The Berwyn City Council unanimously passed a “Welcoming City Ordinance” April 11 that stops city officials and police from collaborating with the U.S. Immigration and Customs Enforcement (ICE) agency with regard to persons solely because of immigration status.
“I don’t’ want anyone to experience prejudice in the city that I’m a leader of,” said Mayor Robert Lovero. “The city of Berwyn has moved mountains to welcome people and invite them to move into our city. This is just another step on that adventure, on that path.”
Similar to the ordinance passed in Oak Park in February, the “no-loopholes” ordinance was crafted with the help of immigration attorney Mony Ruiz-Velasco, executive director of PASO, the Melrose Park-based West Suburban Action Project.
A similar ordinance in Melrose Park was rejected by Mayor Ronald Serpico and the village board the night before. The board refused to even take the matter under consideration.
In Berwyn, PASO joined forces with local organizations including the Interfaith Leadership Conference, the Illinois Coalition of Immigrant and Refugee Rights (ICIRR), and two newer organizations, Cicero-based Ixchel Committee and the Berwyn Immigration Working Group. Ald. Cesar Santoy and Ald. Rafael Avila also helped the city draft the ordinance.
“It is a step in the right direction,” said Ruiz-Velasco. “We are proud to see Berwyn join Oak Park in adopting a strong policy, which takes a firm stance against collaboration and deportations. We hope more suburban communities, including Melrose Park, will take heed and follow suit. There is no time to wait.”
The passage of the ordinance came just as U.S. Secretary of State Jeff Sessions doubled down on promises to “claw back” federal resources from “sanctuary cities.” An executive order from President Donald Trump and memos released from the Homeland Security Office say ICE aims to deport 3 million to 5 million persons with illegal immigration status this year. To do so, the DHS plan suggests deputizing local law enforcement agencies to help take immigrants into custody.
The Berwyn ordinance, modeled on a law passed in 2011 in Cook County, draws a “firm dividing line between police and ICE, disentangling the criminal and immigration system,” Ruiz-Velasco said. The new ordinance also forbids city employees from developing a registry of residents based on “race, gender, sexual orientation, religion, immigration status, or national or ethnic origin or to conduct civil immigration enforcement.”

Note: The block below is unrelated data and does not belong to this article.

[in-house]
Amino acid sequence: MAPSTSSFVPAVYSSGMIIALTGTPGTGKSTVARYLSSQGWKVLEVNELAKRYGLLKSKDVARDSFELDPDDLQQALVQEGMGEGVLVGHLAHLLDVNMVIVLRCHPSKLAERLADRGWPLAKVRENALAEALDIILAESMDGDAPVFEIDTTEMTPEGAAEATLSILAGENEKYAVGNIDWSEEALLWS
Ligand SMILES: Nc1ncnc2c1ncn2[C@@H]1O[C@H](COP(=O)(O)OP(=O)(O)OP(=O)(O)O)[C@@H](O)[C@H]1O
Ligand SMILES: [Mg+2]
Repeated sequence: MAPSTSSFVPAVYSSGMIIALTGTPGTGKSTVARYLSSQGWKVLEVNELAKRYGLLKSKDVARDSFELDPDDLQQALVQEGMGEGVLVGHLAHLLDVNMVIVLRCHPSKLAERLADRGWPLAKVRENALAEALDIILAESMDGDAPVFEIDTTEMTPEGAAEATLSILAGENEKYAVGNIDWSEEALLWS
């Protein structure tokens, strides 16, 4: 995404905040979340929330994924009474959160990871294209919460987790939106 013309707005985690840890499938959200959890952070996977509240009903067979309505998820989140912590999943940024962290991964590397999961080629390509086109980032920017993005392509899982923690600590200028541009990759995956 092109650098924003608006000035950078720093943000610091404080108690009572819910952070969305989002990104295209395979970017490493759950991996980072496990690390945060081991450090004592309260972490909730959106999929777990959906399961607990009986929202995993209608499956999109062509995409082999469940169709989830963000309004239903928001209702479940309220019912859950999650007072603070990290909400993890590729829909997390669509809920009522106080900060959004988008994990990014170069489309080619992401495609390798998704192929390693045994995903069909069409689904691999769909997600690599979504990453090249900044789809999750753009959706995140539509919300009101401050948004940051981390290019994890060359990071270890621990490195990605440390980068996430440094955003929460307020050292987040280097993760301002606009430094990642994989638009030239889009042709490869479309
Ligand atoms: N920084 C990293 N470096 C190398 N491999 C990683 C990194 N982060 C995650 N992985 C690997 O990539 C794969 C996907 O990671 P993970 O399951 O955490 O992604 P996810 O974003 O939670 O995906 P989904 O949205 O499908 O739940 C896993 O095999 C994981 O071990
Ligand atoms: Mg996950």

“When my family and I came here over 50 years ago we were accepted and welcomed into the City of Berwyn, reluctantly at first,” said Mayor Robert Lovero. “When my father came home from the Korean war, he experienced prejudice because of his Hispanic surname,” Lovero said.
Not everyone in the packed council chambers agreed with the ordinance. A former alderman, Michael Phelan, visiting from Tennessee said he strongly opposed not cooperating with federal law enforcement officials. Others objecting to the law asserted that undocumented immigrants should take steps to become legal citizens.
“I agree,” Lovero said. “But until the federal government gets its act together [for immigration reform], we are doing this.”
Brenda Rodriguez of Ixchel Committee said a safe environment where immigrants lived without fear of deportation made the community safer.
“We know when cities adopt welcoming ordinances see lower crime rates and strong local economies,” Rodriguez said.
“We feel safe to call 911 with no repercussions, and I thank you for that,” said a man in the audience.
Berwyn Immigration Working Group have held a “Know Your Rights” event and helped Berwyn South District 100 craft and pass a “welcoming resolution” for the district in February. The group encouraged the school board to beef up the resolution and make the language more exact, spelling out exactly how school personnel would respond if ICE came on school property. The board passed a stronger resolution in March, said District 100 Board member Elizabeth Jimenez.
BIWG members also talked to business owners along Cermak Road to get support for the ordinance, said Berwyn resident Heather Horsley, a UIC education researcher.
“Really we are a group of concerned residents who got together to strategize about how we can support our neighbors and family around immigration policies at the federal level,” Horsley said.
“People are going to feel much safer in our community with this ordinance,” said newly elected City Treasurer Cynthia Gutierrez.
Although numbers aren’t exact, research published by ICIRR for the MacArthur Foundation estimates 54 percent of Illinois undocumented immigrant residents, about 125,000 people, live in suburban Cook County.
Illinois’ undocumented immigrants live mostly with family members and many households have mixed-status families that include U.S. citizen spouses and/or children, the study said. Berwyn and Cicero have a higher concentration of undocumented residents, as many as 1-in-4, although numbers are not exact, Horsley said.
Jimenez hopes the group can help bring professional development to teachers in Berwyn’s two school districts to improve the teachers’ cultural understanding of some students’ fears in a deportation era.
“It’s so important that we educate the community about what is going on,” Jimenez said.
— Berwyn passes ‘welcoming city’ ordinance —